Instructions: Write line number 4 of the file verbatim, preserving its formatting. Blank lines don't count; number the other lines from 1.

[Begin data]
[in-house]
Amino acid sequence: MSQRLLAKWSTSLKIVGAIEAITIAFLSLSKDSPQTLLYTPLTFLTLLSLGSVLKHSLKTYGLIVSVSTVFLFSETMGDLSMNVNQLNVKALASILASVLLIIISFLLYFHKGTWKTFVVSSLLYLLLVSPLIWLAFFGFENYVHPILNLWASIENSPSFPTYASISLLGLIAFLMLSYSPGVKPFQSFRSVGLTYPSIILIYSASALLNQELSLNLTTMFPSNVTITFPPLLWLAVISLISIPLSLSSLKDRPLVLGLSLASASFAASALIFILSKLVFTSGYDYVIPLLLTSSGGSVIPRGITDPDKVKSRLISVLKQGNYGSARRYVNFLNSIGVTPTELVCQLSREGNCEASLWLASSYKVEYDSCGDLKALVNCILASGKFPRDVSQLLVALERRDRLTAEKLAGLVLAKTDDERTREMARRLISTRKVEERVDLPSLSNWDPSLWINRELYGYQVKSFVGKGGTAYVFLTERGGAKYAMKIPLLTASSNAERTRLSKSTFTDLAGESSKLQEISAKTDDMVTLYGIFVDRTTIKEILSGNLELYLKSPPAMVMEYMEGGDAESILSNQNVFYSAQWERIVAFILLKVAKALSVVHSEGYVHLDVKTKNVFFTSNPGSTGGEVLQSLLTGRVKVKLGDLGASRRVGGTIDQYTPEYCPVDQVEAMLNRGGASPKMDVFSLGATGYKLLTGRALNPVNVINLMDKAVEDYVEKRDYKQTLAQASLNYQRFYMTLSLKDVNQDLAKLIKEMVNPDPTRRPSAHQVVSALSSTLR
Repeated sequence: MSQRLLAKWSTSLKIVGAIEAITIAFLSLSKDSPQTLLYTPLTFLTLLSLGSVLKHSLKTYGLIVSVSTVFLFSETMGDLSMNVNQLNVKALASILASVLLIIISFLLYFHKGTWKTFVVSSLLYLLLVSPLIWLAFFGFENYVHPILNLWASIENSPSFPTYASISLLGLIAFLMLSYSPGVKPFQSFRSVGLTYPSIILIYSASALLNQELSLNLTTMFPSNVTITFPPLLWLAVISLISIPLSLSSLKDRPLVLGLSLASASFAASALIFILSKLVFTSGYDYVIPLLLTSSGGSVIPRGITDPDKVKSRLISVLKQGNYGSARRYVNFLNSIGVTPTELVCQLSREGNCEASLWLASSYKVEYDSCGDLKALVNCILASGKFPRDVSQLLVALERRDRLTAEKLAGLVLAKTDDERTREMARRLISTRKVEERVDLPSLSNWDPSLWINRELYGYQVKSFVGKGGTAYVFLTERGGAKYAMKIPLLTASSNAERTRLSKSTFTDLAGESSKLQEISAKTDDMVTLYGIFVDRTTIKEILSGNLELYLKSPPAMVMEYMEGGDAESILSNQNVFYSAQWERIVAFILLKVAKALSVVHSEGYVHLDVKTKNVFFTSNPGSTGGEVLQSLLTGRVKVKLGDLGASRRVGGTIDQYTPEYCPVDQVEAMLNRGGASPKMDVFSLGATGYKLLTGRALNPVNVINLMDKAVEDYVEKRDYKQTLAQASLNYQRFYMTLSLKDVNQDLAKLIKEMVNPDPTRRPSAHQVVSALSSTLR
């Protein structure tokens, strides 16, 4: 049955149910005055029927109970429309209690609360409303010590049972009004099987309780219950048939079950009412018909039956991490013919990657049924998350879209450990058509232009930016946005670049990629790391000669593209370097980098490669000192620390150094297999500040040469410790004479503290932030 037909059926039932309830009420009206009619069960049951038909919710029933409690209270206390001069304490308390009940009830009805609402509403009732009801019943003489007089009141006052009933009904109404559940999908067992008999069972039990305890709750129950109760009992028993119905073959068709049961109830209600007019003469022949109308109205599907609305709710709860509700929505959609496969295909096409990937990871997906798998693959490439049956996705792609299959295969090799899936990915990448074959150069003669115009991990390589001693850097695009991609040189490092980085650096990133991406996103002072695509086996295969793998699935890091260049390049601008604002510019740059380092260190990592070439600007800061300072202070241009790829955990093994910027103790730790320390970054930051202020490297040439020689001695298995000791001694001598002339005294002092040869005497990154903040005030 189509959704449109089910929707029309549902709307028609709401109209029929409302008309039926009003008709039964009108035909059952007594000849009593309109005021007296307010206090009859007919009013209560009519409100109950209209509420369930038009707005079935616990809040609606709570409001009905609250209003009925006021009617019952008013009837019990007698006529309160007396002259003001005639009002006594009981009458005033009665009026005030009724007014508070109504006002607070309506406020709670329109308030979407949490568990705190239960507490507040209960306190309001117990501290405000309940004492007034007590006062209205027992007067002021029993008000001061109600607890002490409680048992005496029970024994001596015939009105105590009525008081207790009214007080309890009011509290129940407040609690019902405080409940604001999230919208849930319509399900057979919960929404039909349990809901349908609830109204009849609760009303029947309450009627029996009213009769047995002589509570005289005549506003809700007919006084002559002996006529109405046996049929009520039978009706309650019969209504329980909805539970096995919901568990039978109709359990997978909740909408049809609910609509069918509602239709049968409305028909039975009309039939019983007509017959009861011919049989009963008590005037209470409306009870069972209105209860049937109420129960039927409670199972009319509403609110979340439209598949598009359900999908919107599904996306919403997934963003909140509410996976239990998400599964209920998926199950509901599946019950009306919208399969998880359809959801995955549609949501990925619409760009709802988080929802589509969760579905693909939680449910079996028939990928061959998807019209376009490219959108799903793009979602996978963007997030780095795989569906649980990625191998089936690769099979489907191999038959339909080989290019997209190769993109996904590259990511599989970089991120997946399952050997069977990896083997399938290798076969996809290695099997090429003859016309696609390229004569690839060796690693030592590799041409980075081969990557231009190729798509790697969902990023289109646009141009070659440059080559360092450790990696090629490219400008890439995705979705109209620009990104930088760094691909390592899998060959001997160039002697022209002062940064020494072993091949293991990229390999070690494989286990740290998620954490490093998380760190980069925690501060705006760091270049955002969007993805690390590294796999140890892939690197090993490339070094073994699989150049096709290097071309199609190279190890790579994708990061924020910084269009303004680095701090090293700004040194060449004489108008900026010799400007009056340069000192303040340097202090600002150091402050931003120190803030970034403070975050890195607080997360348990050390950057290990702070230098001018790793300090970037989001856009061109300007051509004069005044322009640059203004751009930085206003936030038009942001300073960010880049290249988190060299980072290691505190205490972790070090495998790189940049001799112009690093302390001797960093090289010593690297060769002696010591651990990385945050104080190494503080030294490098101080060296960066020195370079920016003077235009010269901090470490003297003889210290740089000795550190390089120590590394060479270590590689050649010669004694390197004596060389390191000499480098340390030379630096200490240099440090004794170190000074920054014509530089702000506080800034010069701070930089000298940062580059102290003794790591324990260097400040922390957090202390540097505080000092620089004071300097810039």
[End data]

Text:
């Protein structure tokens, strides 16, 4: 049955149910005055029927109970429309209690609360409303010590049972009004099987309780219950048939079950009412018909039956991490013919990657049924998350879209450990058509232009930016946005670049990629790391000669593209370097980098490669000192620390150094297999500040040469410790004479503290932030 037909059926039932309830009420009206009619069960049951038909919710029933409690209270206390001069304490308390009940009830009805609402509403009732009801019943003489007089009141006052009933009904109404559940999908067992008999069972039990305890709750129950109760009992028993119905073959068709049961109830209600007019003469022949109308109205599907609305709710709860509700929505959609496969295909096409990937990871997906798998693959490439049956996705792609299959295969090799899936990915990448074959150069003669115009991990390589001693850097695009991609040189490092980085650096990133991406996103002072695509086996295969793998699935890091260049390049601008604002510019740059380092260190990592070439600007800061300072202070241009790829955990093994910027103790730790320390970054930051202020490297040439020689001695298995000791001694001598002339005294002092040869005497990154903040005030 189509959704449109089910929707029309549902709307028609709401109209029929409302008309039926009003008709039964009108035909059952007594000849009593309109005021007296307010206090009859007919009013209560009519409100109950209209509420369930038009707005079935616990809040609606709570409001009905609250209003009925006021009617019952008013009837019990007698006529309160007396002259003001005639009002006594009981009458005033009665009026005030009724007014508070109504006002607070309506406020709670329109308030979407949490568990705190239960507490507040209960306190309001117990501290405000309940004492007034007590006062209205027992007067002021029993008000001061109600607890002490409680048992005496029970024994001596015939009105105590009525008081207790009214007080309890009011509290129940407040609690019902405080409940604001999230919208849930319509399900057979919960929404039909349990809901349908609830109204009849609760009303029947309450009627029996009213009769047995002589509570005289005549506003809700007919006084002559002996006529109405046996049929009520039978009706309650019969209504329980909805539970096995919901568990039978109709359990997978909740909408049809609910609509069918509602239709049968409305028909039975009309039939019983007509017959009861011919049989009963008590005037209470409306009870069972209105209860049937109420129960039927409670199972009319509403609110979340439209598949598009359900999908919107599904996306919403997934963003909140509410996976239990998400599964209920998926199950509901599946019950009306919208399969998880359809959801995955549609949501990925619409760009709802988080929802589509969760579905693909939680449910079996028939990928061959998807019209376009490219959108799903793009979602996978963007997030780095795989569906649980990625191998089936690769099979489907191999038959339909080989290019997209190769993109996904590259990511599989970089991120997946399952050997069977990896083997399938290798076969996809290695099997090429003859016309696609390229004569690839060796690693030592590799041409980075081969990557231009190729798509790697969902990023289109646009141009070659440059080559360092450790990696090629490219400008890439995705979705109209620009990104930088760094691909390592899998060959001997160039002697022209002062940064020494072993091949293991990229390999070690494989286990740290998620954490490093998380760190980069925690501060705006760091270049955002969007993805690390590294796999140890892939690197090993490339070094073994699989150049096709290097071309199609190279190890790579994708990061924020910084269009303004680095701090090293700004040194060449004489108008900026010799400007009056340069000192303040340097202090600002150091402050931003120190803030970034403070975050890195607080997360348990050390950057290990702070230098001018790793300090970037989001856009061109300007051509004069005044322009640059203004751009930085206003936030038009942001300073960010880049290249988190060299980072290691505190205490972790070090495998790189940049001799112009690093302390001797960093090289010593690297060769002696010591651990990385945050104080190494503080030294490098101080060296960066020195370079920016003077235009010269901090470490003297003889210290740089000795550190390089120590590394060479270590590689050649010669004694390197004596060389390191000499480098340390030379630096200490240099440090004794170190000074920054014509530089702000506080800034010069701070930089000298940062580059102290003794790591324990260097400040922390957090202390540097505080000092620089004071300097810039």